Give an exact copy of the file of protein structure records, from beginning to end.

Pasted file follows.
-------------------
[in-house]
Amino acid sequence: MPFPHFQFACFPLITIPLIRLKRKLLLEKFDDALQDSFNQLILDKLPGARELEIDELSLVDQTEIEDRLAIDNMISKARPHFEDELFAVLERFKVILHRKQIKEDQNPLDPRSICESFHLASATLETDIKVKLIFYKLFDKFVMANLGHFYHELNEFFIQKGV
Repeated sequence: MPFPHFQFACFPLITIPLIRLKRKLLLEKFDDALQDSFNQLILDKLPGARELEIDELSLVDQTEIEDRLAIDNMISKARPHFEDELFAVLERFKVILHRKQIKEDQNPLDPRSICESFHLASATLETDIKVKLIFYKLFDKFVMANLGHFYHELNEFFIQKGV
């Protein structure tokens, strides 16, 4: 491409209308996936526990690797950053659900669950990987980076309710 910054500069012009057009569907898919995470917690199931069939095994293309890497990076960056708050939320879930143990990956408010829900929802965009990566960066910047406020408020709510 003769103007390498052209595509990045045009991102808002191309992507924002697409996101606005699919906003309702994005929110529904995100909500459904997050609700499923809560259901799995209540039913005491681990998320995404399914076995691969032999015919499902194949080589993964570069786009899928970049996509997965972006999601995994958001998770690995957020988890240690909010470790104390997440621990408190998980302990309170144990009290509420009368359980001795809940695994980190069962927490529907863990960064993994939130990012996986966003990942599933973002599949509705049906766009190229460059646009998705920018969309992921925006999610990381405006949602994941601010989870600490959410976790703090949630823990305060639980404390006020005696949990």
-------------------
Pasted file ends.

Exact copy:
[in-house]
Amino acid sequence: MPFPHFQFACFPLITIPLIRLKRKLLLEKFDDALQDSFNQLILDKLPGARELEIDELSLVDQTEIEDRLAIDNMISKARPHFEDELFAVLERFKVILHRKQIKEDQNPLDPRSICESFHLASATLETDIKVKLIFYKLFDKFVMANLGHFYHELNEFFIQKGV
Repeated sequence: MPFPHFQFACFPLITIPLIRLKRKLLLEKFDDALQDSFNQLILDKLPGARELEIDELSLVDQTEIEDRLAIDNMISKARPHFEDELFAVLERFKVILHRKQIKEDQNPLDPRSICESFHLASATLETDIKVKLIFYKLFDKFVMANLGHFYHELNEFFIQKGV
């Protein structure tokens, strides 16, 4: 491409209308996936526990690797950053659900669950990987980076309710 910054500069012009057009569907898919995470917690199931069939095994293309890497990076960056708050939320879930143990990956408010829900929802965009990566960066910047406020408020709510 003769103007390498052209595509990045045009991102808002191309992507924002697409996101606005699919906003309702994005929110529904995100909500459904997050609700499923809560259901799995209540039913005491681990998320995404399914076995691969032999015919499902194949080589993964570069786009899928970049996509997965972006999601995994958001998770690995957020988890240690909010470790104390997440621990408190998980302990309170144990009290509420009368359980001795809940695994980190069962927490529907863990960064993994939130990012996986966003990942599933973002599949509705049906766009190229460059646009998705920018969309992921925006999610990381405006949602994941601010989870600490959410976790703090949630823990305060639980404390006020005696949990």